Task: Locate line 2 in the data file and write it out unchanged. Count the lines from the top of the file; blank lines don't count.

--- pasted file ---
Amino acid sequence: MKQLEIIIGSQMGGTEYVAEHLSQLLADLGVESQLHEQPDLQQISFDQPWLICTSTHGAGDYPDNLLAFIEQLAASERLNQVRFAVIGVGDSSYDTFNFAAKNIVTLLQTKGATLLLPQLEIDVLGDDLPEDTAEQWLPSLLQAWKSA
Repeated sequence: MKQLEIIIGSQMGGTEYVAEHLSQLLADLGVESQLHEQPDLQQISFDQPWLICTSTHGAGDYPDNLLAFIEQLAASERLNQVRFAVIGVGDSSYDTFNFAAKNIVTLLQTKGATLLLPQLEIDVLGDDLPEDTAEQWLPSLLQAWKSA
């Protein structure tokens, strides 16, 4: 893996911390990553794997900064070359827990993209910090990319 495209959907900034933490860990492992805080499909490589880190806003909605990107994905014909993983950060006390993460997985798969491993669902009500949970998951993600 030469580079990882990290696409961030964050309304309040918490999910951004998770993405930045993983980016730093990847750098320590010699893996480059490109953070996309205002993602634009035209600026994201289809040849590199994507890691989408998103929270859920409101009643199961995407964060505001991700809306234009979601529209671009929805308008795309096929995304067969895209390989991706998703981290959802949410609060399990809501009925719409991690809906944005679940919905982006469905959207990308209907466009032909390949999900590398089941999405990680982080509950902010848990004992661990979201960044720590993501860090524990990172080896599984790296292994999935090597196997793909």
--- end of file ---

Repeated sequence: MKQLEIIIGSQMGGTEYVAEHLSQLLADLGVESQLHEQPDLQQISFDQPWLICTSTHGAGDYPDNLLAFIEQLAASERLNQVRFAVIGVGDSSYDTFNFAAKNIVTLLQTKGATLLLPQLEIDVLGDDLPEDTAEQWLPSLLQAWKSA